Author Archives: Bristol Wine Blog

About Bristol Wine Blog

Bristol Wine Blog is written by Ian Abrahams, a freelance Wine Educator, trading as Wine Talks and Tastings. Ian holds the Wine and Spirit Education Trust (WSET) Diploma, a high level professional qualification, and is a certified tutor for WSET. He runs courses for both professional and amateur wine lovers in and around Bristol including at Stoke Lodge (see the Bristol Adult Learning Service brochure or online at www.bristolcourses.com). You don’t have to be an expert or wine buff to enjoy Ian's courses, so long as you enjoy a glass of wine. Find him also on Facebook.com/winetalksandtastings.

Contains (fewer) Sulphites

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This month’s gathering of the Bristol Tasting Circle was a rather more sombre affair than usual. The group’s long-serving Secretary, Judith Tyler, died last month and this was our first meeting since that very sad event. Judith, alongside her fellow committee members, Tim and Graeme, had worked hard to widen the appeal of the Tasting Circle and so attracted many new members. The Group will continue but we will miss her infectious enthusiasm.

I’m sure she would have enjoyed our tasting this month with local wine merchant and regular Tasting Circle visitor, Raj Soni (www.rswines.co.uk), presenting a selection of bottles from producers who are making a real effort to reduce sulphur levels in their wines.

Why is this important?  Although sulphur in various forms is widely used in the wine (and food) industries as a disinfectant and preservative, it can cause breathing problems; asthma sufferers are particularly at risk and, as a result, the warning ‘contains sulphites’ appears on virtually all wine labels. Too much sulphur can also affect the taste and smell of wine; think how a struck match smells and that gives you the idea of what to look for. However, wines with too little sulphur can become unstable, so there’s a balance to be drawn. But, from this tasting, it was clear that wines with sulphur levels more than 50% below widely accepted norms can be both stable and delicious.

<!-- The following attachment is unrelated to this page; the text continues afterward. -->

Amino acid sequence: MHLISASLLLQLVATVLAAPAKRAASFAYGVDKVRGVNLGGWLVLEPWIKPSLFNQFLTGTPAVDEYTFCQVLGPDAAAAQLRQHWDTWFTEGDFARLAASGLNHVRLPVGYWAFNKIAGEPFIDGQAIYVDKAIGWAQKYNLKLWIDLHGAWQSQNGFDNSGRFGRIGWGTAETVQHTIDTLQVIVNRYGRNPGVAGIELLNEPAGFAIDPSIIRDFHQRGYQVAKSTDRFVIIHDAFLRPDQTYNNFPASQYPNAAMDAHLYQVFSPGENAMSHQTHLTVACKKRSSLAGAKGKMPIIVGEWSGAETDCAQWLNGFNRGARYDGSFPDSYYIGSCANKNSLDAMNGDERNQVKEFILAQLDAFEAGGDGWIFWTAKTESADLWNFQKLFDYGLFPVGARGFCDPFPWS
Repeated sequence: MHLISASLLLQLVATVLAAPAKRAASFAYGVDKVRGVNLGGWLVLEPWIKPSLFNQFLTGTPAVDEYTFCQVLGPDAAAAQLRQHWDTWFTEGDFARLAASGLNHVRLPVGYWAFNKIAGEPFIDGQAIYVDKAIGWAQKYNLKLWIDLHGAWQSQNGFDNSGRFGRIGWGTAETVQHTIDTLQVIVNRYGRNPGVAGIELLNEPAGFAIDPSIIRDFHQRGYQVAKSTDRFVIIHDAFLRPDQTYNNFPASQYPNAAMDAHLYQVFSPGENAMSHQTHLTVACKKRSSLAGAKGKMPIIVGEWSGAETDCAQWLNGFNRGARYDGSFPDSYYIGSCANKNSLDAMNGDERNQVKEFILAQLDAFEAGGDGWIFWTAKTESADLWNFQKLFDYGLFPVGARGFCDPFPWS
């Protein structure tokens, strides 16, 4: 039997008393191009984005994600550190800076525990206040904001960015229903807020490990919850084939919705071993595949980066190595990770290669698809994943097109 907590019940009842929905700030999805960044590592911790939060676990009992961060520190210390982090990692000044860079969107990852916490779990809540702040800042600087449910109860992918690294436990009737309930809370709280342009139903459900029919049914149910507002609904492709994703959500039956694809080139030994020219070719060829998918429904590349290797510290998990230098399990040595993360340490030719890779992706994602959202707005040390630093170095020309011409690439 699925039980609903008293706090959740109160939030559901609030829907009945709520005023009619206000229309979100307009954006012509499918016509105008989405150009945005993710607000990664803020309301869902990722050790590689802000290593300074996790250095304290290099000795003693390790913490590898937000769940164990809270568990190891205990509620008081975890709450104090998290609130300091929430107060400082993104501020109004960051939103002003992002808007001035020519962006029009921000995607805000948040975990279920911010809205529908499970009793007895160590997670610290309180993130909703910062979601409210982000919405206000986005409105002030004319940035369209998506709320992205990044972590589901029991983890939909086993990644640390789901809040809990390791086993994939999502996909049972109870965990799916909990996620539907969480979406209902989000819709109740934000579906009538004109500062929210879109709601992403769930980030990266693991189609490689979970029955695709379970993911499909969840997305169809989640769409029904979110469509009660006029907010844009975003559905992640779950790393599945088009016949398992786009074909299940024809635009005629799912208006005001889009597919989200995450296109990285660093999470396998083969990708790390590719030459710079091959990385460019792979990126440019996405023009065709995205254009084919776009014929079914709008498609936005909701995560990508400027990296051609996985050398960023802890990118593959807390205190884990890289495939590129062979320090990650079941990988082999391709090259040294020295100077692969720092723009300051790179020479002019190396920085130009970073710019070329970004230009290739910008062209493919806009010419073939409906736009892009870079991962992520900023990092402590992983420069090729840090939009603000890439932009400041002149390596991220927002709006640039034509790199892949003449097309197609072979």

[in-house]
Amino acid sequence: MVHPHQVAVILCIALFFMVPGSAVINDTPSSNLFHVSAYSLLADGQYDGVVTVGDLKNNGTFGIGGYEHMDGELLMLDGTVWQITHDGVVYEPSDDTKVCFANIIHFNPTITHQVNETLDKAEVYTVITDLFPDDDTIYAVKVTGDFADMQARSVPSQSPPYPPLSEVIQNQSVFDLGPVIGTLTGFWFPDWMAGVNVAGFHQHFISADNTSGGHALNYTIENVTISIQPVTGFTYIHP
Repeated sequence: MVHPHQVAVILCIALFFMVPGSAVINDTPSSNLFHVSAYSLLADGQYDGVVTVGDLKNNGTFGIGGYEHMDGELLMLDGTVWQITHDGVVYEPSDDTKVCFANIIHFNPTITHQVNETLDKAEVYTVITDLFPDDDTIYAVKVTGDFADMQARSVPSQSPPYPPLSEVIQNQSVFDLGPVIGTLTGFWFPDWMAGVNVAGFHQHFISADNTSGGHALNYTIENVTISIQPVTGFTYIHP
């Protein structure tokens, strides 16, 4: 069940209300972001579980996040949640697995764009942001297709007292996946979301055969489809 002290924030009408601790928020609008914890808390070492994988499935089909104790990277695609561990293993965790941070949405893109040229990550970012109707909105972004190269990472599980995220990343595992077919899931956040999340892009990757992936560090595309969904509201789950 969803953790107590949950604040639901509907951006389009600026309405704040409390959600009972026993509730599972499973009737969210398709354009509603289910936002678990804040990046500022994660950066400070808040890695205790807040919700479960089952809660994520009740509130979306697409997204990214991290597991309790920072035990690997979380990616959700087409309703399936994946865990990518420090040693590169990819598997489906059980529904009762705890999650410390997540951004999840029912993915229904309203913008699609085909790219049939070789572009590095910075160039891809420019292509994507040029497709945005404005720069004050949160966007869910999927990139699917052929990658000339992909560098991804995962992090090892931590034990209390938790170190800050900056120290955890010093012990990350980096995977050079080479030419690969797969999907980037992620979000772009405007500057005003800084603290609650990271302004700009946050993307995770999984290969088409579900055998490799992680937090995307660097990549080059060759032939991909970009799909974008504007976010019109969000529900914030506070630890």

BTC Low Sulphur

Two reds particularly stood out for me: Château Saint Estève (£12.40), a Grenache-based blend from the southern Rhône, is smooth, intense and mouth-filling with lovely black cherry flavours and great length while Louis Chenu’s Bourgogne (£20) was more delicate but full-flavoured and with a typical Burgundian earthiness.

These, and all the other low sulphur wines we tasted, are available online from www.nfizz.co.uk. Many are also organic (or biodynamic) and most (but not the Rhône wine mentioned above) are suitable for vegans.

 

 

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Ribeira Sacra – for the adventurous

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The Spanish DO (designated wine area) of Ribeira Sacra isn’t at all well-known – even among keen wine lovers. In fact, in Jancis Robinson’s Oxford Companion to Wine (nicknamed the ‘Winelovers’ Bible’ with good reason), it merits just 2 lines. And the Wine and Spirit Education Trust ignores it completely until students reach ‘Diploma’ level. But, based on the wines I’ve tasted from there, it’s certainly an area worth exploring – and not just for the adventurous.

So, where is Ribeira Sacra? Look to Spain’s far north-west where you find the cool, Atlantic-influenced region of Galicia, which is becoming increasingly popular due, in particular, to the high quality Albariño grape. This white variety thrives near the coast but, go just 50 miles or so inland, and it’s a local red grape, Mencia, that dominates in ancient, almost impossibly steep rocky vineyards; you’ll see the words ‘viticultura heroica’ on the label pictured. Growing vines here is heroic viticulture indeed!

MenciaBut, if you’d expect Regina Viarum Mencia (Wine Society, a bargain at £11.50) to reflect this harsh, uncompromising landscape with a wine of a similar character, you’d be wrong. It’s a wine that, for me, had the same silky smoothness of a nice Pinot Noir – interesting as some thought that Mencia might be related to that grape, although apparently not. This classy example is delightfully fresh with lovely slightly bitter cherry aromas and flavours. Completely unoaked, the pure fruit shows through to give a refreshing and very satisfying red wine. Food-friendly as you might guess – but nothing too big or robust: partridge or duck, perhaps.

Ribeira Sacra’s production is tiny and wines from there may be difficult to find but, next door, in Bierzo, they also grow the Mencia grape and Majestic have a good example in Pizarras de Otero (£7.49).

Either way, this is a grape and a region worth getting to know.

An Open Mind